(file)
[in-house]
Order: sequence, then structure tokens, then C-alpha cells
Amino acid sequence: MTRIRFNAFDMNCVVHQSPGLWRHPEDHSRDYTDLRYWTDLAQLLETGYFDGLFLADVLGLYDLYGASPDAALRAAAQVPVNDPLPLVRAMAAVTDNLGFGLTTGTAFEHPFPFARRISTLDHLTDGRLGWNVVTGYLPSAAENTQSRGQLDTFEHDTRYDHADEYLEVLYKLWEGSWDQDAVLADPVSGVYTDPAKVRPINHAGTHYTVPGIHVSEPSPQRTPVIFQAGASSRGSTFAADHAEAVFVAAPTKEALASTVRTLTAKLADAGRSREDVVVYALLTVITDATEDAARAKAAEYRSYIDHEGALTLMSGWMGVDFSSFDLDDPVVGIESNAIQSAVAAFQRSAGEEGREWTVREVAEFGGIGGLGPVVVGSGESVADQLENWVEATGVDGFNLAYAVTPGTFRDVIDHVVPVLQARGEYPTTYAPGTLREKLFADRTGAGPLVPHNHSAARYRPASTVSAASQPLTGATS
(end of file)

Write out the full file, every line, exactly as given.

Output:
[in-house]
Order: sequence, then structure tokens, then C-alpha cells
Amino acid sequence: MTRIRFNAFDMNCVVHQSPGLWRHPEDHSRDYTDLRYWTDLAQLLETGYFDGLFLADVLGLYDLYGASPDAALRAAAQVPVNDPLPLVRAMAAVTDNLGFGLTTGTAFEHPFPFARRISTLDHLTDGRLGWNVVTGYLPSAAENTQSRGQLDTFEHDTRYDHADEYLEVLYKLWEGSWDQDAVLADPVSGVYTDPAKVRPINHAGTHYTVPGIHVSEPSPQRTPVIFQAGASSRGSTFAADHAEAVFVAAPTKEALASTVRTLTAKLADAGRSREDVVVYALLTVITDATEDAARAKAAEYRSYIDHEGALTLMSGWMGVDFSSFDLDDPVVGIESNAIQSAVAAFQRSAGEEGREWTVREVAEFGGIGGLGPVVVGSGESVADQLENWVEATGVDGFNLAYAVTPGTFRDVIDHVVPVLQARGEYPTTYAPGTLREKLFADRTGAGPLVPHNHSAARYRPASTVSAASQPLTGATS